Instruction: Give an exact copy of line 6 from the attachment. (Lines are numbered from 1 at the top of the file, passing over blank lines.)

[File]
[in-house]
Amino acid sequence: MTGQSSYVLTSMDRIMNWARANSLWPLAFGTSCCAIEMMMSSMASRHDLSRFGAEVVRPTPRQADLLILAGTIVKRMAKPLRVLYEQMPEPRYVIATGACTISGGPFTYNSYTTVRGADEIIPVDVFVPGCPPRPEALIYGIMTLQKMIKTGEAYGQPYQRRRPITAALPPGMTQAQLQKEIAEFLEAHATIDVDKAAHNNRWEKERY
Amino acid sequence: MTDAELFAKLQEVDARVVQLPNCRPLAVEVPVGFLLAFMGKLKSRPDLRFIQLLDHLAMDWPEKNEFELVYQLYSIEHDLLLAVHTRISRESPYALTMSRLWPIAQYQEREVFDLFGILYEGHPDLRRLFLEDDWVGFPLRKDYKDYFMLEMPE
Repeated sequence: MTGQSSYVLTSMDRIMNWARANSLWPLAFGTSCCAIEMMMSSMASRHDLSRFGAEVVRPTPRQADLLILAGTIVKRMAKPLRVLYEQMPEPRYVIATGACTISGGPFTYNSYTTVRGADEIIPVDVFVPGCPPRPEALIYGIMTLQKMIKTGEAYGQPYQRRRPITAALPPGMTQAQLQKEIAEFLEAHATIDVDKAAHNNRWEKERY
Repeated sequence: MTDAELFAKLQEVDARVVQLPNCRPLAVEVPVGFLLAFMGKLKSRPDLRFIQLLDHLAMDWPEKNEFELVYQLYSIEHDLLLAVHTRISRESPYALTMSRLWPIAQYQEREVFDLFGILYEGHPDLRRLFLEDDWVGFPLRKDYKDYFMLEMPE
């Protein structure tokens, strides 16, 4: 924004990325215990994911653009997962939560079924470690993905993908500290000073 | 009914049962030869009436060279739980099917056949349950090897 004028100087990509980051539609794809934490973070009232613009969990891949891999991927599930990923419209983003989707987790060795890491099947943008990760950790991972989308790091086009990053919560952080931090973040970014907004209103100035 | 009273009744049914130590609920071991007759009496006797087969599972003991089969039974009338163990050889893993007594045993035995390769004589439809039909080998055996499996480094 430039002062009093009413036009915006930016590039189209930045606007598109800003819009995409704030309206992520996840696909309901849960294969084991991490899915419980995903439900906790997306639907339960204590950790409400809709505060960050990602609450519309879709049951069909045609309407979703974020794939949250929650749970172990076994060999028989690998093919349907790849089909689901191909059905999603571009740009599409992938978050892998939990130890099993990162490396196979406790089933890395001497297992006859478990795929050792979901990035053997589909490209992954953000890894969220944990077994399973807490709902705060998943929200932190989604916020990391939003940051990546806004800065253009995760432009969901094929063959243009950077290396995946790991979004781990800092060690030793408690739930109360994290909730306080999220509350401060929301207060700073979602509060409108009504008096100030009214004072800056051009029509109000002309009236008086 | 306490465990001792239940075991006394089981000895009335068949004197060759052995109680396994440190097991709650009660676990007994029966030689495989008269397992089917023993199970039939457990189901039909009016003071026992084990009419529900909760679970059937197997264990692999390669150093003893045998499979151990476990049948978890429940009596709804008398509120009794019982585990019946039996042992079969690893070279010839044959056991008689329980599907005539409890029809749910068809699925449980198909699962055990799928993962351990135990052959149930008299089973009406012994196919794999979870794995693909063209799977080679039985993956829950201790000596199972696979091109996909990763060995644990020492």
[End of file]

């Protein structure tokens, strides 16, 4: 924004990325215990994911653009997962939560079924470690993905993908500290000073 | 009914049962030869009436060279739980099917056949349950090897 004028100087990509980051539609794809934490973070009232613009969990891949891999991927599930990923419209983003989707987790060795890491099947943008990760950790991972989308790091086009990053919560952080931090973040970014907004209103100035 | 009273009744049914130590609920071991007759009496006797087969599972003991089969039974009338163990050889893993007594045993035995390769004589439809039909080998055996499996480094 430039002062009093009413036009915006930016590039189209930045606007598109800003819009995409704030309206992520996840696909309901849960294969084991991490899915419980995903439900906790997306639907339960204590950790409400809709505060960050990602609450519309879709049951069909045609309407979703974020794939949250929650749970172990076994060999028989690998093919349907790849089909689901191909059905999603571009740009599409992938978050892998939990130890099993990162490396196979406790089933890395001497297992006859478990795929050792979901990035053997589909490209992954953000890894969220944990077994399973807490709902705060998943929200932190989604916020990391939003940051990546806004800065253009995760432009969901094929063959243009950077290396995946790991979004781990800092060690030793408690739930109360994290909730306080999220509350401060929301207060700073979602509060409108009504008096100030009214004072800056051009029509109000002309009236008086 | 306490465990001792239940075991006394089981000895009335068949004197060759052995109680396994440190097991709650009660676990007994029966030689495989008269397992089917023993199970039939457990189901039909009016003071026992084990009419529900909760679970059937197997264990692999390669150093003893045998499979151990476990049948978890429940009596709804008398509120009794019982585990019946039996042992079969690893070279010839044959056991008689329980599907005539409890029809749910068809699925449980198909699962055990799928993962351990135990052959149930008299089973009406012994196919794999979870794995693909063209799977080679039985993956829950201790000596199972696979091109996909990763060995644990020492």